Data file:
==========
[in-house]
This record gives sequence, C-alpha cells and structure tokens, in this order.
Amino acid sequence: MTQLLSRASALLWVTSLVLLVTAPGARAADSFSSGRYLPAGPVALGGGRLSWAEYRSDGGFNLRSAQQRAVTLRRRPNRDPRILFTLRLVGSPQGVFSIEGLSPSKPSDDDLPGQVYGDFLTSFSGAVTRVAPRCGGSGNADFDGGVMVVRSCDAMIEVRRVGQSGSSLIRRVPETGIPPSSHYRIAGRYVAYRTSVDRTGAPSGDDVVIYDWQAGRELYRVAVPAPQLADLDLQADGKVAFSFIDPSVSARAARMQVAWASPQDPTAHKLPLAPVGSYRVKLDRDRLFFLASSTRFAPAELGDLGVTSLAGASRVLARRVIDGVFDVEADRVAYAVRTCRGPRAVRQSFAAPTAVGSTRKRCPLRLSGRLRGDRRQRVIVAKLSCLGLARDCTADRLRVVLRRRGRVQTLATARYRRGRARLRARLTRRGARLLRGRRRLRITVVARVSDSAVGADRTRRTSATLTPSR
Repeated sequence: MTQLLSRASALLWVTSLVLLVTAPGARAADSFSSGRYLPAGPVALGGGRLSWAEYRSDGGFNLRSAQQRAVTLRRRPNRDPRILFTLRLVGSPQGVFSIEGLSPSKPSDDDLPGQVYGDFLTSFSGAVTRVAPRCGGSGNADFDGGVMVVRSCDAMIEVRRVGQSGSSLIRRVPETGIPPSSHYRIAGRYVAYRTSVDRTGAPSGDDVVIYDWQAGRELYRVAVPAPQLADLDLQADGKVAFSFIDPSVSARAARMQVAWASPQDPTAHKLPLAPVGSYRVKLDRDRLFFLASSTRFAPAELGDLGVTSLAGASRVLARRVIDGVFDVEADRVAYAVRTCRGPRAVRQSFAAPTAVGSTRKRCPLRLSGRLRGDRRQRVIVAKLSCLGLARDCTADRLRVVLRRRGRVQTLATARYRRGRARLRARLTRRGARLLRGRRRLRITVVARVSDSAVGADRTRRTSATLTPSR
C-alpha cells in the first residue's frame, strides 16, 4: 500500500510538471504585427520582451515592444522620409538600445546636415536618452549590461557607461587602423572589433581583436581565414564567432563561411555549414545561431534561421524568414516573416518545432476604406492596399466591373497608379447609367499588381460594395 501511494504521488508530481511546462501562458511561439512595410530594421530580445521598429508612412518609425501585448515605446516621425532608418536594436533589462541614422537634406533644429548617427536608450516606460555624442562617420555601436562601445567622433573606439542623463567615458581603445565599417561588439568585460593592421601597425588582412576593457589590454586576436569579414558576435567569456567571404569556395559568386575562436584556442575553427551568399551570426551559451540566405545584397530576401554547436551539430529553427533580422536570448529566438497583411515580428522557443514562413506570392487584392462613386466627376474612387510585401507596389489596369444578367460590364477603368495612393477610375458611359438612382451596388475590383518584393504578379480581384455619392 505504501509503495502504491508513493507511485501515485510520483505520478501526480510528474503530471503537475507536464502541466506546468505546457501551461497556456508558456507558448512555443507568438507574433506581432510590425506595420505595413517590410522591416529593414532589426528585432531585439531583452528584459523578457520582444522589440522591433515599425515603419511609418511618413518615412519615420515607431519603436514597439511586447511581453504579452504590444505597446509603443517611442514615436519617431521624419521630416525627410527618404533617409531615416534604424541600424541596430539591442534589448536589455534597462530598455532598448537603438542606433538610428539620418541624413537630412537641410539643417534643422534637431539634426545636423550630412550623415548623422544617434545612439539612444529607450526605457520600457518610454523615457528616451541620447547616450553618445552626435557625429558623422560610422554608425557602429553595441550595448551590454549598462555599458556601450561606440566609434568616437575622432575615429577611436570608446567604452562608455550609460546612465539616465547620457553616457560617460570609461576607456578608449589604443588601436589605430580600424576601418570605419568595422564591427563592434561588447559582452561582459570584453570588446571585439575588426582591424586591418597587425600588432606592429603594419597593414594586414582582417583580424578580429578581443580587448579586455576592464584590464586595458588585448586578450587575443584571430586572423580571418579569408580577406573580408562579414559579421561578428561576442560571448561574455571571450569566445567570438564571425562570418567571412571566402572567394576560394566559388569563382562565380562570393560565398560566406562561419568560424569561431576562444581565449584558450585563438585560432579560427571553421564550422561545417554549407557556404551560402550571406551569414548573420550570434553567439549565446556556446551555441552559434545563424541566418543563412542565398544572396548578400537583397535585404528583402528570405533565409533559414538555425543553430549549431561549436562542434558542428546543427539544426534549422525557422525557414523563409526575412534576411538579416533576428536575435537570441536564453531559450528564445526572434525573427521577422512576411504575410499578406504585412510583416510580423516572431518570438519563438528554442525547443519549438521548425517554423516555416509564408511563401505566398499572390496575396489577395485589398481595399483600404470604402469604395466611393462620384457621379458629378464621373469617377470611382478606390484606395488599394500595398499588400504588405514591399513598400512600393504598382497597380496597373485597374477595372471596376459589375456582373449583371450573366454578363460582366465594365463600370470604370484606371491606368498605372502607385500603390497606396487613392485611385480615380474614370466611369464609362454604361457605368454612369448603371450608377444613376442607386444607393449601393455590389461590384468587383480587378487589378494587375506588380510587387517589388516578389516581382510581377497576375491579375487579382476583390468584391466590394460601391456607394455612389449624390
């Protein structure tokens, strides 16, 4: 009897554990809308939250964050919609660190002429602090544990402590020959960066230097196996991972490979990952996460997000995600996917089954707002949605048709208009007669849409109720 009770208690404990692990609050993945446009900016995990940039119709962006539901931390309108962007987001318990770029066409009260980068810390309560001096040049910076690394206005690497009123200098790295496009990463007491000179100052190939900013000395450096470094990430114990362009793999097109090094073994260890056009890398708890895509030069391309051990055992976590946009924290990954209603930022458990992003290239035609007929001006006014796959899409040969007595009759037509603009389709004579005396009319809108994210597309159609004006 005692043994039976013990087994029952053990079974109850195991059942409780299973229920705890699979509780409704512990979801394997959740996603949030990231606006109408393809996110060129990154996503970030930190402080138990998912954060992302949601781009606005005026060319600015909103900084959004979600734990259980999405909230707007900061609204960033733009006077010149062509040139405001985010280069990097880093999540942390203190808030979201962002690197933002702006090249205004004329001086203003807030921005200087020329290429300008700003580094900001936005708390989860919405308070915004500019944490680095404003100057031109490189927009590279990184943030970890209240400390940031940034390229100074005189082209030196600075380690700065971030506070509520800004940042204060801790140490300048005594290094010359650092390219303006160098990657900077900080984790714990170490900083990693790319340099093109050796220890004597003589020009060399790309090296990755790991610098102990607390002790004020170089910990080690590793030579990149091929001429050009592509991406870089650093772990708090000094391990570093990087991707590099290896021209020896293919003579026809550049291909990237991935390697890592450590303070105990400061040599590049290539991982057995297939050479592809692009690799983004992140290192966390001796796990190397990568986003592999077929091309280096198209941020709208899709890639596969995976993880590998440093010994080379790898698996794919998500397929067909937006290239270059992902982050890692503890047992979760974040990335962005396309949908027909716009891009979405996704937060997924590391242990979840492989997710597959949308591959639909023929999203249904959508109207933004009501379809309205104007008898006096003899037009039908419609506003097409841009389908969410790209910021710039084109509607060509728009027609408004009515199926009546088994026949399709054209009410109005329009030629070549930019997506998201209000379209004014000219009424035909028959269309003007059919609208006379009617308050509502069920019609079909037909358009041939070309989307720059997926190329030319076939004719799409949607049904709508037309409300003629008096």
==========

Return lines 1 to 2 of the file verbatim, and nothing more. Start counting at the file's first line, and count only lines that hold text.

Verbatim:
[in-house]
This record gives sequence, C-alpha cells and structure tokens, in this order.